Or…

If God wanted to make a world where His creatures are given the ability to make choices that have a real effect on the world, then He could do that instead.  Since He is sovereign, He can make the world function in this way, and He does not need to ask permission or get approval from anyone.  God has the “right” to give people free will if He wants to.  That is His sovereign choice as the sovereign King of all creation.

And if God chose to make creatures in this way…giving them the ability to make choices…then God (by His own sovereign choice) would be intentionally limiting His control over those creatures and over their environment, to whatever degree He chose to give them freedom of choice.

This would not affect His sovereignty in any way, but it would affect His control, by definition.  If He gives a creature the ability to make free choices, then He is intentionally limiting His control over that creature’s choices.  And again, if He wants to do this, then He can do it because He is sovereign.  It doesn’t mean He is weak or less powerful.  It means that He is big enough, wise enough, and strong enough to execute His eternal purpose no matter what free choices everyone individual makes throughout the centuries.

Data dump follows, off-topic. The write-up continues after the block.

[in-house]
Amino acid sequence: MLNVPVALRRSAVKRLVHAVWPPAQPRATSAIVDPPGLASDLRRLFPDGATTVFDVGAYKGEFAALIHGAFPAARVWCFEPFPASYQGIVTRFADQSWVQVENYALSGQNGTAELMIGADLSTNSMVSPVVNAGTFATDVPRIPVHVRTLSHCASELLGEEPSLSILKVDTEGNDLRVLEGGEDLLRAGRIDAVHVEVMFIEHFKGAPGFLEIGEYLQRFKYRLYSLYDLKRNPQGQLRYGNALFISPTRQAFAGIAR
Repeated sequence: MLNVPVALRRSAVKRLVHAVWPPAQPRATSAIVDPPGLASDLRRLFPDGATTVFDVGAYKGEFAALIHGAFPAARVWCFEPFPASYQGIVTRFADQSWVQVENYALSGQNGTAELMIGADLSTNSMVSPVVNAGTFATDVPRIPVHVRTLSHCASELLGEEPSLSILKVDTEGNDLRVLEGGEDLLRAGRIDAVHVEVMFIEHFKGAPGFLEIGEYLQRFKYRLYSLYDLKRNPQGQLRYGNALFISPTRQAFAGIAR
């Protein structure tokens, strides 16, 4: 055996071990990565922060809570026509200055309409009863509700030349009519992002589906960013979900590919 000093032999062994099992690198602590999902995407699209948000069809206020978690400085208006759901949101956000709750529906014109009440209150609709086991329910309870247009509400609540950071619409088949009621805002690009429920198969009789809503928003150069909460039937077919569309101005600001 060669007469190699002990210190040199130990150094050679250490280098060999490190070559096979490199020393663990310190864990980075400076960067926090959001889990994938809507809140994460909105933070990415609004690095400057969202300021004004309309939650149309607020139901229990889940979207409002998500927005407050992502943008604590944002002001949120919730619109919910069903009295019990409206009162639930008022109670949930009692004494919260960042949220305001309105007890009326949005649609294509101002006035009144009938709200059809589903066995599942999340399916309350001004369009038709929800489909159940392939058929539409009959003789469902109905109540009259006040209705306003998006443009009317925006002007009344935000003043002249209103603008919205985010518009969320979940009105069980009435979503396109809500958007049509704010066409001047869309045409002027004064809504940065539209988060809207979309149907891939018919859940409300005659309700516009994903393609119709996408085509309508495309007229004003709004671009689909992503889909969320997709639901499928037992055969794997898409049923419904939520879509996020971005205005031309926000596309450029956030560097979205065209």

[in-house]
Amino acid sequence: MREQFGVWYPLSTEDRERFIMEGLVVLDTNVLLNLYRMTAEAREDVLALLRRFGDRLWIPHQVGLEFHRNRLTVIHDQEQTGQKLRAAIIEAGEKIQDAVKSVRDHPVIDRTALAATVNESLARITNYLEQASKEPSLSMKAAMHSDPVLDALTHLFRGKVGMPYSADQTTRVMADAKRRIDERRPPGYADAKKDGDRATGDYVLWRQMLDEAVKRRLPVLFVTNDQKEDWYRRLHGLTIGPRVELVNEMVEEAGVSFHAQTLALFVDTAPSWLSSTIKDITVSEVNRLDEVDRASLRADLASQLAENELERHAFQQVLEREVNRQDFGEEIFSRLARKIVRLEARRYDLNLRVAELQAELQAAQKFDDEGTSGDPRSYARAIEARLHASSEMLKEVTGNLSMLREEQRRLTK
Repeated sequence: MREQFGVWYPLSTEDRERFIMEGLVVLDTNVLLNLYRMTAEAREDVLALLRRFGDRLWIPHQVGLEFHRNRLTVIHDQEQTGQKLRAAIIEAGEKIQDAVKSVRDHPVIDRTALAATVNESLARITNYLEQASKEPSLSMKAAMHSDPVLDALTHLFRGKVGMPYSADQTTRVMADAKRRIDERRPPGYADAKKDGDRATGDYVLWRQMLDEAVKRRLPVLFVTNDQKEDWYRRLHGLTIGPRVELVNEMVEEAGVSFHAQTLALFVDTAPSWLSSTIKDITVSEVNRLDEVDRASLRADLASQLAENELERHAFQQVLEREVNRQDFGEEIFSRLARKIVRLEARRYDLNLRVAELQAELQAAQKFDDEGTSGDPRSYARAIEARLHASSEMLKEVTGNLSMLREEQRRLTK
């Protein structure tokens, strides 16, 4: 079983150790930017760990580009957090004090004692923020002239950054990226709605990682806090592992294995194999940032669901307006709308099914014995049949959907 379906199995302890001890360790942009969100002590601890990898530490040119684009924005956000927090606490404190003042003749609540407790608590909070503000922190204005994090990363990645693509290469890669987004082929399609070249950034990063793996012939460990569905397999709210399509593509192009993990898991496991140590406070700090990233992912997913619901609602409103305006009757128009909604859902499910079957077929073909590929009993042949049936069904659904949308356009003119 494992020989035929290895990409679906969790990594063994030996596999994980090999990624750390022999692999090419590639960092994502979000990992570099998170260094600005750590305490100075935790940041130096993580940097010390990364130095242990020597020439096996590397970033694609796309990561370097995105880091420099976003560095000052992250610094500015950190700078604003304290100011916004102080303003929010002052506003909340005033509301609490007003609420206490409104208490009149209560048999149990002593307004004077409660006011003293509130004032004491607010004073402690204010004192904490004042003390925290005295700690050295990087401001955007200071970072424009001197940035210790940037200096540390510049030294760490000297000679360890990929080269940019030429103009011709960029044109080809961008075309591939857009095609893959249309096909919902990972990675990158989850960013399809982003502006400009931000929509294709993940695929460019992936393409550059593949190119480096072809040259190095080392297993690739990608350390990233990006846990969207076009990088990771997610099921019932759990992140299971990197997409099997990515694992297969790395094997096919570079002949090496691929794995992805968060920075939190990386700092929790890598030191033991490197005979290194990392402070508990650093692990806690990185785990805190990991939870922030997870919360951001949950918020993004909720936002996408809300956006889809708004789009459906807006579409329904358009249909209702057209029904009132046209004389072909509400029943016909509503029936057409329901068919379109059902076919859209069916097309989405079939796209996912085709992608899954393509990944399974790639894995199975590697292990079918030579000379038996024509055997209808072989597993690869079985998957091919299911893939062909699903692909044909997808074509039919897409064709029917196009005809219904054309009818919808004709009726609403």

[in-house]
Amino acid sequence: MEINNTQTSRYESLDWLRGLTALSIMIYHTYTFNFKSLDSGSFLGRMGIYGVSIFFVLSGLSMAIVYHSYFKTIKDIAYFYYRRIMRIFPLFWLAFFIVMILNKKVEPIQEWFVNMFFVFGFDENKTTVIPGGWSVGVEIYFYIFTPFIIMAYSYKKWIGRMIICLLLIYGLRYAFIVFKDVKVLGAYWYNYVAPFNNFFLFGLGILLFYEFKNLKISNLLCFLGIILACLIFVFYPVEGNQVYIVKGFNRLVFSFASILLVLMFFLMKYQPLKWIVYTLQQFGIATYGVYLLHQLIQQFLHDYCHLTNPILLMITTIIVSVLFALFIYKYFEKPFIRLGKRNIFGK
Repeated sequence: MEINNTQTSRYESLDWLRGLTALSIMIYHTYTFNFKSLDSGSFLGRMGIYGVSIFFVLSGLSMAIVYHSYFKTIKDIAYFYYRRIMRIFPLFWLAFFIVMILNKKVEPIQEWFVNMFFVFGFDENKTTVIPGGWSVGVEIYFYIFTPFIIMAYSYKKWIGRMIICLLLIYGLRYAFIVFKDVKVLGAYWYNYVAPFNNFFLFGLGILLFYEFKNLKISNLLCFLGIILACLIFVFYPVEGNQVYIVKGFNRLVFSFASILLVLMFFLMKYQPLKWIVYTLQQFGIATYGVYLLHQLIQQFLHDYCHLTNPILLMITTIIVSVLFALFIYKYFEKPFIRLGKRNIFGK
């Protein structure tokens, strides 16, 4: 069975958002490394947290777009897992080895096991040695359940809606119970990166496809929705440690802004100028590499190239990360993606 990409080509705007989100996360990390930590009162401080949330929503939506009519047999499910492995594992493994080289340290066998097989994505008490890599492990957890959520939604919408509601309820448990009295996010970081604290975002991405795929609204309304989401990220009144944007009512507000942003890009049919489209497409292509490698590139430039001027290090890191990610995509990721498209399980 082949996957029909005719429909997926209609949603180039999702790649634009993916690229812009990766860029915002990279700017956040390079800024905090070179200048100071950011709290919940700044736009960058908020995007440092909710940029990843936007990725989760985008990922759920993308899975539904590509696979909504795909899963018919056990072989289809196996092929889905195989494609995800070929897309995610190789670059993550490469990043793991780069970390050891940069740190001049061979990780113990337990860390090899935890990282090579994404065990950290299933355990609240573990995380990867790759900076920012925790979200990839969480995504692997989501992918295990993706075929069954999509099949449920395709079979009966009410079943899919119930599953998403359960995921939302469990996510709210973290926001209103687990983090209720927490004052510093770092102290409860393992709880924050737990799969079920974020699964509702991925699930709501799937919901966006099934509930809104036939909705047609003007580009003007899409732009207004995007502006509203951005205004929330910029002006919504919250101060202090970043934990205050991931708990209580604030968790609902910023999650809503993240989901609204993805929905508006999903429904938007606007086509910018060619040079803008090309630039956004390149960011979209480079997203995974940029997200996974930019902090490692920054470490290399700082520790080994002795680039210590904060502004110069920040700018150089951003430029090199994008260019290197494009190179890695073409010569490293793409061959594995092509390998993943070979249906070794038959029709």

And this is exactly what we see in the Bible concerning God.  God gave His creatures the ability to make choices that have a real effect on things.  This was His sovereign choice.  And in doing so, He intentionally, sovereign-ly, limited His control over those creatures and their environment to some degree.

It is God who decided the earth would be round, that the earth would rotate around the sun, that water would be wet, that gravity would operate the way it does, that we would need to breathe air, eat food, and so on.  God has definitely put limits and boundaries that we operate inside of.  But inside of those boundaries, God, in His sovereignty, has given us the ability to choose to agree and cooperate with Him, or to choose otherwise.  If we choose otherwise, this does not affect God’s sovereignty in any way, even though our choices can result in outcomes that He does not want.